The Storm overcame several challenges on and off the court during its 97-day stay inside the bubble, including the absence of backup guard Sami Whitcomb, who returned to Australia before the championship round to be with her wife for the birth of their first child.
Seattle also played this season without its coach Dan Hughes, a 65-year-old cancer survivor who opted out due to medical reasons.
Kloppenburg, a long-time assistant, took over and became the fourth coach to guide the Storm to a title. The reputed defensive whiz put his stamp on this team, which led the league in scoring defense during the regular season.
In Game 1, the Storm negated Las Vegas’ vaunted interior attack and held the Aces to just 18 points in the paint for a 93-80 win.
In Game 2, Seattle limited Las Vegas to just five free throws during a 104-91 victory.
And in Tuesday’s elimination game, the Storm turned 19 Las Vegas turnovers into 18 points, while holding the Aces to its fewest points since May 13, 2018.
“This is just a special team,” Kloppenburg said. “We’ve been through so much and this will be a year I’ll always remember.”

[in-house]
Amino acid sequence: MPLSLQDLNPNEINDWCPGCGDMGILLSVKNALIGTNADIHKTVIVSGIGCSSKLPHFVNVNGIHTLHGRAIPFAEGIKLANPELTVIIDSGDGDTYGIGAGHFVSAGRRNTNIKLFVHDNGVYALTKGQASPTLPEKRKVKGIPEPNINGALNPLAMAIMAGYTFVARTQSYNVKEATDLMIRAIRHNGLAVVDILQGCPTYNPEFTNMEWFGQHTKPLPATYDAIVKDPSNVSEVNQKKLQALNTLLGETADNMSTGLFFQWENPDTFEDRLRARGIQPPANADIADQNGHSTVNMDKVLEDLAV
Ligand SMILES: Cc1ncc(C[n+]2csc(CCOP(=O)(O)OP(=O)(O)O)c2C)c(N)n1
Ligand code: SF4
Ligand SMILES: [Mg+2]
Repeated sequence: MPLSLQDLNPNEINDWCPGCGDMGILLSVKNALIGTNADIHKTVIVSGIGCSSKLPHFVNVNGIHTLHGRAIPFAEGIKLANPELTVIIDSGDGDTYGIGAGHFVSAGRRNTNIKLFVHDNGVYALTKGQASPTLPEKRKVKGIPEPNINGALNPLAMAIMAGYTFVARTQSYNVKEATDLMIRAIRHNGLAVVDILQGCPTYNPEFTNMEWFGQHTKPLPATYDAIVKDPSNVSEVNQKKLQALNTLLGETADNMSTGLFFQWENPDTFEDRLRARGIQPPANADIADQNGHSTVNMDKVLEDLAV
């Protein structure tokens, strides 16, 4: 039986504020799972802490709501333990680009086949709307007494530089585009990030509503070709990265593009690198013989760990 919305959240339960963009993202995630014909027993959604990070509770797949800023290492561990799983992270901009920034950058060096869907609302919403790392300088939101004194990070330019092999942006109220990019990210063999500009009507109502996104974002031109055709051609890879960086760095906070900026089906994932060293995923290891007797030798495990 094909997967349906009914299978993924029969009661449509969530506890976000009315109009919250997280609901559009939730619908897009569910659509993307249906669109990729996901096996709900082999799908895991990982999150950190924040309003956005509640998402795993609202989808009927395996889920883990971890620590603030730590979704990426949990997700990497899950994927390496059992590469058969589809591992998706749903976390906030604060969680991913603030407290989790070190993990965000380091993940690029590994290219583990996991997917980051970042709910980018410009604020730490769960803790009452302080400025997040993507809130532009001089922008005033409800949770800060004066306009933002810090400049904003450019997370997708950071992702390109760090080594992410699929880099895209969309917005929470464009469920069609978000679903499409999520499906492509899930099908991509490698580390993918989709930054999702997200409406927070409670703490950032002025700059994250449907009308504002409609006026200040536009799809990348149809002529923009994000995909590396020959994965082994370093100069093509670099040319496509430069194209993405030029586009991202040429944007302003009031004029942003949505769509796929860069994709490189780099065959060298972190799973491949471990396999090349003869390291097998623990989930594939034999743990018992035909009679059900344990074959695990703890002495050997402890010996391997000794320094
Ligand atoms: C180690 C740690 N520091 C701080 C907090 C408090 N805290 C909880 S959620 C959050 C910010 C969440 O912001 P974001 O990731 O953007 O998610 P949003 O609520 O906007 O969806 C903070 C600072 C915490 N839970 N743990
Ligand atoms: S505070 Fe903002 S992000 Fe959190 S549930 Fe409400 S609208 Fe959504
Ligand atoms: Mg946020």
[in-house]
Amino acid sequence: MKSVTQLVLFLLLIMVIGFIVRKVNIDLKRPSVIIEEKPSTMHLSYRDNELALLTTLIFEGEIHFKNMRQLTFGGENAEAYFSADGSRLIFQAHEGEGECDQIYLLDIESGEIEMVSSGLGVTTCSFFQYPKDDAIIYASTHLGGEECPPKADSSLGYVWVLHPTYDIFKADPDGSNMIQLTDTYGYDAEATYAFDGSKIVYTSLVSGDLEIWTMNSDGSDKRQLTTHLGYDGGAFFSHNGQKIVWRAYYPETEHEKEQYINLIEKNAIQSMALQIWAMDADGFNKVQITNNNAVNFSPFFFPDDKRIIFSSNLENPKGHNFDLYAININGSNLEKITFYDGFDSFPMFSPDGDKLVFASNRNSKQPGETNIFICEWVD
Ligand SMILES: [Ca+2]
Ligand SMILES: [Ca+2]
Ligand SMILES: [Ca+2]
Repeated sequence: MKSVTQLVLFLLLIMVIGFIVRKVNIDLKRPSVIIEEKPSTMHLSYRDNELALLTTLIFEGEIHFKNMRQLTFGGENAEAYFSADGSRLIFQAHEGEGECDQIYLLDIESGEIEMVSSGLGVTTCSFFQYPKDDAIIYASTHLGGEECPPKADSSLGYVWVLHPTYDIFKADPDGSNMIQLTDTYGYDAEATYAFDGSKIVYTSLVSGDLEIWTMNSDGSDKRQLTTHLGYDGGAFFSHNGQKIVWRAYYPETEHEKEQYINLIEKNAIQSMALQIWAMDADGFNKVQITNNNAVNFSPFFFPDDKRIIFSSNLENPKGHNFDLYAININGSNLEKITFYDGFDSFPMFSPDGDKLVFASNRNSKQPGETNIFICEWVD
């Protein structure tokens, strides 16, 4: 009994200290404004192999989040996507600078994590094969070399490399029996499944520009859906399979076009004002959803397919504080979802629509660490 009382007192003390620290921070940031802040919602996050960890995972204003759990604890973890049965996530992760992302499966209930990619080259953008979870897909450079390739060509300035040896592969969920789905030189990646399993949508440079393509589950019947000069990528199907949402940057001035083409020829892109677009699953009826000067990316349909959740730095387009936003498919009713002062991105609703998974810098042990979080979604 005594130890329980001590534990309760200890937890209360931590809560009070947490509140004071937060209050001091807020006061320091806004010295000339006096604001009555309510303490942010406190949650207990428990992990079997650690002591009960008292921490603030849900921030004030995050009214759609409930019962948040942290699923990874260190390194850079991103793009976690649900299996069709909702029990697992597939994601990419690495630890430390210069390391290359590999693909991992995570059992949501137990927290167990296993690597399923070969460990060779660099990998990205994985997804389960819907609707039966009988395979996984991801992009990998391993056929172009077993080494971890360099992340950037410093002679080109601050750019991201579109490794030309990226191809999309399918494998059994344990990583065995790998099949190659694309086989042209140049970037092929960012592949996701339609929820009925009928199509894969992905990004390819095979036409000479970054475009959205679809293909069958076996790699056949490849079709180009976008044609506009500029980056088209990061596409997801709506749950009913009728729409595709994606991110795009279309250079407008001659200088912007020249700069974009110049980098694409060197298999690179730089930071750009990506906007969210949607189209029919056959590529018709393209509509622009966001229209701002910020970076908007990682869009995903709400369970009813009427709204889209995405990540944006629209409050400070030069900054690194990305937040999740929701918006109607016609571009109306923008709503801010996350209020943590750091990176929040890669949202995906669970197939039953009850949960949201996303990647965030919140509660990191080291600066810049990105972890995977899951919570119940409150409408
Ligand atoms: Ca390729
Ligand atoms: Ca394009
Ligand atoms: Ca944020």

Stewart’s playoffs performance won’t soon be forgotten.
There were times last year while sitting out for the first time in her basketball career when the 26-year-old star doubted if she’d ever make it back here.
But for the second time in three years, Stewart and the Storm are the best in the WNBA.
“This season wasn’t easy and it wasn’t easy in a whole bunch of different areas, with the coronavirus, with the social injustices going on in this country and the day-to-day being stuck here in the bubble,” she said. “But our team is resilient. We continued to keep going, no matter what’s going on, and I’m super proud to kind of be a part of this.
“This one is different than 2018, but it was harder and it means more.”